Foodconsumer.org

 
USCards.com Bookmark Us
All Food, Diet and Health News 
 
 Misc. News
 Must-Read News
 Letter to Editor
 Featured Products
 Recalls & Alerts
 Consumer Affair
 Non-food Things
 Health Tips
 Interesting Sites
 
 Diet & Health
 Heart & Blood
 Cancer
 Body Weight
 Children & Women
 General Health
 Nutrition
 
 Food & Health
 Food Chemicals
 Biological Agents
 Cooking & Packing
 Technologies
 Agri. & Environ.
 Laws & Politics
 
 General Health
 Drug News
 Diseases
 Mental Health
 Infectious Disease
 Environment
 Lifestyle
 Government
 Other News
 
 Food Consumer
 FC News & Others
Search





Search Foodconsumer & Others


Add to Google
Add to My Yahoo
Newsfeed

foodconsumer.org news feed
Su bmit news[release]



More than 100 credit cards available at uscards.com from uscards.com, you can pick more than 100 credit cards


Diet & Health : Children & Women Last Updated: Apr 20, 2011 - 9:38:09 AM


Prenatal Vitamin B12 deficiency raises risk of birth defect
By Sue Mueller
Mar 2, 2009 - 3:49:44 PM

E.mail t.his a.rticle
 P.rinter f.riendly p.age
Get n.ewsletter
 
   
March 2, 2009 (foodconsumer.org) -- A new study suggests that women should make sure they have enough vitamin B12 in their blood before getting pregnant because vitamin B12 deficiency dramatically increases risk of a birth defect of the brain and spinal cord in their babies.

The study in the journal Pediatrics showed Irish women whose vitamin B12 was in the lowest quartile were five times more likely to have a baby with a neural tube defect than those who had the highest levels.

For the study, Dr. James Mills of the U.S. National Institutes of Health and colleagues looked at data from 1,200 women in Ireland whose blood was tested during early pregnancy to determine vitamin B12 levels.

Folic acid deficiency has been known to be a risk factor for birth defect. But vitamin B12 deficiency is not as well known as a risk factor.

The study suggested that women need to maintain vitamin B12 levels above 300 nanograms per liter before becoming pregnant.

Vitamin B12 is found in meat, dairy, eggs, fish, shellfish and fortified foods and it is not present in plant foods. For those who use vegan or vegetarian diet, vitamin B12 supplements are needed.

In response to the study, the Physicians Committee for Responsible Medicine issued a statement to emphasize that women do not have to eat animal-derived foods to have a healthy pregnancy.

The PCRM cited the American Dietetic Association as stating "well-planned vegan and other types of vegetarian diets are appropriate for all stages of the life cycle, including during pregnancy, lactation, infancy, childhood, and adolescence."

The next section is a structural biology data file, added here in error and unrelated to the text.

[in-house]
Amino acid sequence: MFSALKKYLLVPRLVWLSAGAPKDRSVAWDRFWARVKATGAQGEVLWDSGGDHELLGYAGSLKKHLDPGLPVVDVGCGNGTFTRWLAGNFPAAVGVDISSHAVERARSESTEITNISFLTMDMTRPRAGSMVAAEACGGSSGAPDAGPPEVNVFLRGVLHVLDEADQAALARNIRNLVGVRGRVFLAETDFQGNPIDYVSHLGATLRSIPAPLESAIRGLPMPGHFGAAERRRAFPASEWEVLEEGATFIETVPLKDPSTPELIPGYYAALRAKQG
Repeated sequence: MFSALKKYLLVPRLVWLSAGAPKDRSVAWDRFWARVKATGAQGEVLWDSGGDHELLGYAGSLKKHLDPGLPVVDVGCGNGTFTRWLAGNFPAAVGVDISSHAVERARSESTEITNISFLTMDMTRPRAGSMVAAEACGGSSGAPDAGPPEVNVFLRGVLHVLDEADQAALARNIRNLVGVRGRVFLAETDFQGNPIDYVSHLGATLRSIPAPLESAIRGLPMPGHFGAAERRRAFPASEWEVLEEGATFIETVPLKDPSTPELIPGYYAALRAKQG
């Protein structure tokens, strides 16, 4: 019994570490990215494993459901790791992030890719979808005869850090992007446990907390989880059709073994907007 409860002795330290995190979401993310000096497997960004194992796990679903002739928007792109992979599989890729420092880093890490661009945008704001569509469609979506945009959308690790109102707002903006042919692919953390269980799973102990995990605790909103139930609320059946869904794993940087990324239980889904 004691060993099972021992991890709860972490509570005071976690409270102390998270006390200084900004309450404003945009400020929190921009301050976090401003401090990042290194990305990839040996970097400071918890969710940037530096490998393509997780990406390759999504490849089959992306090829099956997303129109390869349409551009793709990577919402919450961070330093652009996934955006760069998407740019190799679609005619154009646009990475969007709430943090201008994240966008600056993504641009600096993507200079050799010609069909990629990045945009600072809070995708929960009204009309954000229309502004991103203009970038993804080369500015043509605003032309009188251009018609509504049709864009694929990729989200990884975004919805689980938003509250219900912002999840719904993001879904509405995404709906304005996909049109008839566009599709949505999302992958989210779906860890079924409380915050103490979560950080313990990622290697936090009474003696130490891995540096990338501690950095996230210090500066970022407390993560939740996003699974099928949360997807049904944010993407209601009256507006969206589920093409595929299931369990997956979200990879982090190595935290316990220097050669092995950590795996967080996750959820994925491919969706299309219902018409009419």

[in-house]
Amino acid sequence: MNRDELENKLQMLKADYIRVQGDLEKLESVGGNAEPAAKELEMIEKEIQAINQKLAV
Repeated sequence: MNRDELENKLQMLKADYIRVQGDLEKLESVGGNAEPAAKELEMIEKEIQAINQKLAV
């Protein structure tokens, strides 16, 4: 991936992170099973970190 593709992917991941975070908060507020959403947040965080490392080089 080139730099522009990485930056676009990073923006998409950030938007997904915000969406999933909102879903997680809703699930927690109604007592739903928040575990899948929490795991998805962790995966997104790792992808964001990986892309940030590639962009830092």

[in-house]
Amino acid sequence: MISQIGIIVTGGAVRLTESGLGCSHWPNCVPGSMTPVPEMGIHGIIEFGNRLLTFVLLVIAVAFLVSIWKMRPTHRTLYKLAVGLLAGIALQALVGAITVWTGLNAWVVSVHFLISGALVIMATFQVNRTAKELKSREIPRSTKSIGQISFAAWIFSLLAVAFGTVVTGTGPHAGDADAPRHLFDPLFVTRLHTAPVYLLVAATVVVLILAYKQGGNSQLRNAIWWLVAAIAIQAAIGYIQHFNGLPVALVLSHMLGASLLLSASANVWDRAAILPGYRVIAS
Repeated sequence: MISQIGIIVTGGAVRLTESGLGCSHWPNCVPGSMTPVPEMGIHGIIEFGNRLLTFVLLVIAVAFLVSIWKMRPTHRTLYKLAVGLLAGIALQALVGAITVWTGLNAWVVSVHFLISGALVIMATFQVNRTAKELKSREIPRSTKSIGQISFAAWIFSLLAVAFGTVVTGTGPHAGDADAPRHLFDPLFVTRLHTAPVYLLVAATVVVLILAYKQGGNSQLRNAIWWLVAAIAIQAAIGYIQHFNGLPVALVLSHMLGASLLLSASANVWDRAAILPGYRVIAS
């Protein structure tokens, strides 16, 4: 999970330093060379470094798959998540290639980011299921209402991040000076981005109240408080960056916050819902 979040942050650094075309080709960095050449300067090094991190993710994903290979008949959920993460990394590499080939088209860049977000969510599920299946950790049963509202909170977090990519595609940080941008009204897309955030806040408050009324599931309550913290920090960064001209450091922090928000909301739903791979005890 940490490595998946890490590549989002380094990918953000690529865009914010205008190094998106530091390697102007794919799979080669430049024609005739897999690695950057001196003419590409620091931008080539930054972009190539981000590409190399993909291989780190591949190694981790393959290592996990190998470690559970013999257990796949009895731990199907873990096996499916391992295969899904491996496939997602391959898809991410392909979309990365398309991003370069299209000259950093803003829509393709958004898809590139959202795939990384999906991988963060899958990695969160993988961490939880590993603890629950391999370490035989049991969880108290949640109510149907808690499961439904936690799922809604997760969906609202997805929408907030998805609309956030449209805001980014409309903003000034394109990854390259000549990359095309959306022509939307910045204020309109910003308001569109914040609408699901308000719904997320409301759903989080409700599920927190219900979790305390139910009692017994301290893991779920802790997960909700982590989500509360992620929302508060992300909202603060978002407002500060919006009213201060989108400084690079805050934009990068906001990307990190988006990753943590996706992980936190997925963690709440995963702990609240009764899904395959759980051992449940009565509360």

"Women who follow vegan diets not only have healthy pregnancies, they are often healthier than moms who consume meat," Susan Levin, M.S., R.D., staff dietitian with PCRM said in the statement. 

"By eating a variety of fruits, vegetables, and other healthful vegetarian foods and including breakfast cereals or other foods fortified with vitamin B12, mothers and their children can obtain all the nutrients they need to thrive."

Women who have an intestinal disorder called inflammatory bowel disease, a disorder that prevents vitamin b12 from being adsorbed, should pay attention to their needs for vitamin B12.






© 2004-2008 by foodconsumer.org unless otherwise specified

Top of Page




Google
 
Web foodconsumer.org

Search Consumer-friendly Health Sites












We have moved to Food Consumer . Org



disclaimer | advertising | jobs | privacy | about us | newsletter | Submit news/articles
link partners: | Buy Viagra | MarketAmerica.com |
Buy a home | Auto Insurance | Mortgage refinancing | DaytonaCPA.com | Take Your Blog to a Higher Level
© Copyright 2004 - 2008 foodconsumer.org All rights reserved

Disclaimer: What's published on this website should be considered opinions of respective writers only and foodconsumer.org which has no political agenda nor commercial ambition may or may not endorse any opinion of any writer. No accuracy is guaranteed although writers are doing their best to provide accurate information only. The information on this website should not be construed as medical advice and should not be used to replace professional services provided by qualified or licensed health care workers. The site serves only as a platform for writers and readers to share knowledge, experience, and information from the scientific community, organizations, government agencies and individuals. Foodconsumer.org encourages readers who have had medical conditions to consult with licensed health care providers - conventional and or alternative medical practitioners.